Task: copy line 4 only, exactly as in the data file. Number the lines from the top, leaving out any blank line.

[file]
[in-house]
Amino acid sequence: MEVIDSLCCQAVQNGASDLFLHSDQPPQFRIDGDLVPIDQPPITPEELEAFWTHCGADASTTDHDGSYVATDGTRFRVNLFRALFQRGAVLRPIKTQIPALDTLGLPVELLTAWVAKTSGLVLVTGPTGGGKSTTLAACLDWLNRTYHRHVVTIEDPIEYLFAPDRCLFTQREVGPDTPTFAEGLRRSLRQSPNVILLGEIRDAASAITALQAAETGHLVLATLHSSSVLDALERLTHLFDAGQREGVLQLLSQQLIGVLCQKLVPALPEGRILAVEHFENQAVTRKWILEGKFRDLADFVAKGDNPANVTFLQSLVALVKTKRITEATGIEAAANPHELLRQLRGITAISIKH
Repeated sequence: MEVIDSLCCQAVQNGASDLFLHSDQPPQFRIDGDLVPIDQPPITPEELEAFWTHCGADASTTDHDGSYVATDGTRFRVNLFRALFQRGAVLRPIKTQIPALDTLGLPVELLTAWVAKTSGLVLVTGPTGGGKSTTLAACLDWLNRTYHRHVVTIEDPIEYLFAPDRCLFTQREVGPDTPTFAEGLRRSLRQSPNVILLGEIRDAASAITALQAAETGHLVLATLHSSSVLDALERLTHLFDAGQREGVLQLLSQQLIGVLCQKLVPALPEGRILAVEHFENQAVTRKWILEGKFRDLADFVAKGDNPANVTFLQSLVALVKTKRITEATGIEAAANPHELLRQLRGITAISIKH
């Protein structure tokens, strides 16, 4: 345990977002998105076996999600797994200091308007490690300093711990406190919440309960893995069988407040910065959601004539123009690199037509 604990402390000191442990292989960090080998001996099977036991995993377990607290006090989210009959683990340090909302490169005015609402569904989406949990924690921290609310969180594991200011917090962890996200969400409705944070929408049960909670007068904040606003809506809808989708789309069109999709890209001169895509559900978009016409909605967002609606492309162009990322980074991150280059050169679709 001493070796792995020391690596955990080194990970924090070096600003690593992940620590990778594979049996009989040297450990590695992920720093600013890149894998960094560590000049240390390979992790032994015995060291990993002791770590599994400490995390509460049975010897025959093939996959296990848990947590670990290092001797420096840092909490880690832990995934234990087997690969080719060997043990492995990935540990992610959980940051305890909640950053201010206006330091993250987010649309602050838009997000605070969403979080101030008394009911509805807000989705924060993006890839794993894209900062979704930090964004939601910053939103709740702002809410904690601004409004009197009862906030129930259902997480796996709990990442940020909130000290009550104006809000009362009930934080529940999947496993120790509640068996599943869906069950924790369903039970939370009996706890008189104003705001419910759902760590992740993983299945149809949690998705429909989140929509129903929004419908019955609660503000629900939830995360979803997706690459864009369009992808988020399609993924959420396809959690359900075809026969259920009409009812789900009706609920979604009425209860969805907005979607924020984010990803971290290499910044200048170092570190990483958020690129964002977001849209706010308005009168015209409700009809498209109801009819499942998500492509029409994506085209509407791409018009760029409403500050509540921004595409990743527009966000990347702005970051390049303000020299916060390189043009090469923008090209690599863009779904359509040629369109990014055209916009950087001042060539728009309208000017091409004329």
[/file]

């Protein structure tokens, strides 16, 4: 345990977002998105076996999600797994200091308007490690300093711990406190919440309960893995069988407040910065959601004539123009690199037509 604990402390000191442990292989960090080998001996099977036991995993377990607290006090989210009959683990340090909302490169005015609402569904989406949990924690921290609310969180594991200011917090962890996200969400409705944070929408049960909670007068904040606003809506809808989708789309069109999709890209001169895509559900978009016409909605967002609606492309162009990322980074991150280059050169679709 001493070796792995020391690596955990080194990970924090070096600003690593992940620590990778594979049996009989040297450990590695992920720093600013890149894998960094560590000049240390390979992790032994015995060291990993002791770590599994400490995390509460049975010897025959093939996959296990848990947590670990290092001797420096840092909490880690832990995934234990087997690969080719060997043990492995990935540990992610959980940051305890909640950053201010206006330091993250987010649309602050838009997000605070969403979080101030008394009911509805807000989705924060993006890839794993894209900062979704930090964004939601910053939103709740702002809410904690601004409004009197009862906030129930259902997480796996709990990442940020909130000290009550104006809000009362009930934080529940999947496993120790509640068996599943869906069950924790369903039970939370009996706890008189104003705001419910759902760590992740993983299945149809949690998705429909989140929509129903929004419908019955609660503000629900939830995360979803997706690459864009369009992808988020399609993924959420396809959690359900075809026969259920009409009812789900009706609920979604009425209860969805907005979607924020984010990803971290290499910044200048170092570190990483958020690129964002977001849209706010308005009168015209409700009809498209109801009819499942998500492509029409994506085209509407791409018009760029409403500050509540921004595409990743527009966000990347702005970051390049303000020299916060390189043009090469923008090209690599863009779904359509040629369109990014055209916009950087001042060539728009309208000017091409004329």